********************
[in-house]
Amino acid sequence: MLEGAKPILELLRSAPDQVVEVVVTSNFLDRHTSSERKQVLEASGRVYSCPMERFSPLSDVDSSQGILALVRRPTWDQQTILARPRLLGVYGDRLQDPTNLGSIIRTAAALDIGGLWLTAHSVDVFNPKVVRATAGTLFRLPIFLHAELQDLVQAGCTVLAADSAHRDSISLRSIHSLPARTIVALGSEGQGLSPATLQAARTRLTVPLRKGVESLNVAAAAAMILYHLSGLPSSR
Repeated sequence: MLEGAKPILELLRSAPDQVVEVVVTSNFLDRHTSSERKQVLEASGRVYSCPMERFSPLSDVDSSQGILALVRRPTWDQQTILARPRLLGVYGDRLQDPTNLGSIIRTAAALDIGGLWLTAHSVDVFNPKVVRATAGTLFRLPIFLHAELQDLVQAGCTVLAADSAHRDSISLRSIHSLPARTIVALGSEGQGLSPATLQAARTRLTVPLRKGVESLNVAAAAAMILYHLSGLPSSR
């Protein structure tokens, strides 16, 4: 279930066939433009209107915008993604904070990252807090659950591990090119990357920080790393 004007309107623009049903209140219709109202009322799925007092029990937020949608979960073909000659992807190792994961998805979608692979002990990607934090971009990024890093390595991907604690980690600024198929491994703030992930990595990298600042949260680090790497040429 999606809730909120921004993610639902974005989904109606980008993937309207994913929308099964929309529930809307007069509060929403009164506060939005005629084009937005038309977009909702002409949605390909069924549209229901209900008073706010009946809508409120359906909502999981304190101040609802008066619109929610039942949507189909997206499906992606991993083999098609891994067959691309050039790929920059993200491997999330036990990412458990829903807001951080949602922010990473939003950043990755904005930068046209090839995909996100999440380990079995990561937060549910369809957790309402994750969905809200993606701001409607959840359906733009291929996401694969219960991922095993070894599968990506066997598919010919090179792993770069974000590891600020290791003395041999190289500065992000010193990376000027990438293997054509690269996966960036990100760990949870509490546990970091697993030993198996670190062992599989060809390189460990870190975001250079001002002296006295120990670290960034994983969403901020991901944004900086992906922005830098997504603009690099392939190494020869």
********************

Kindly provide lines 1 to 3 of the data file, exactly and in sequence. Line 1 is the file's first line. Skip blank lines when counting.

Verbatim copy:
[in-house]
Amino acid sequence: MLEGAKPILELLRSAPDQVVEVVVTSNFLDRHTSSERKQVLEASGRVYSCPMERFSPLSDVDSSQGILALVRRPTWDQQTILARPRLLGVYGDRLQDPTNLGSIIRTAAALDIGGLWLTAHSVDVFNPKVVRATAGTLFRLPIFLHAELQDLVQAGCTVLAADSAHRDSISLRSIHSLPARTIVALGSEGQGLSPATLQAARTRLTVPLRKGVESLNVAAAAAMILYHLSGLPSSR
Repeated sequence: MLEGAKPILELLRSAPDQVVEVVVTSNFLDRHTSSERKQVLEASGRVYSCPMERFSPLSDVDSSQGILALVRRPTWDQQTILARPRLLGVYGDRLQDPTNLGSIIRTAAALDIGGLWLTAHSVDVFNPKVVRATAGTLFRLPIFLHAELQDLVQAGCTVLAADSAHRDSISLRSIHSLPARTIVALGSEGQGLSPATLQAARTRLTVPLRKGVESLNVAAAAAMILYHLSGLPSSR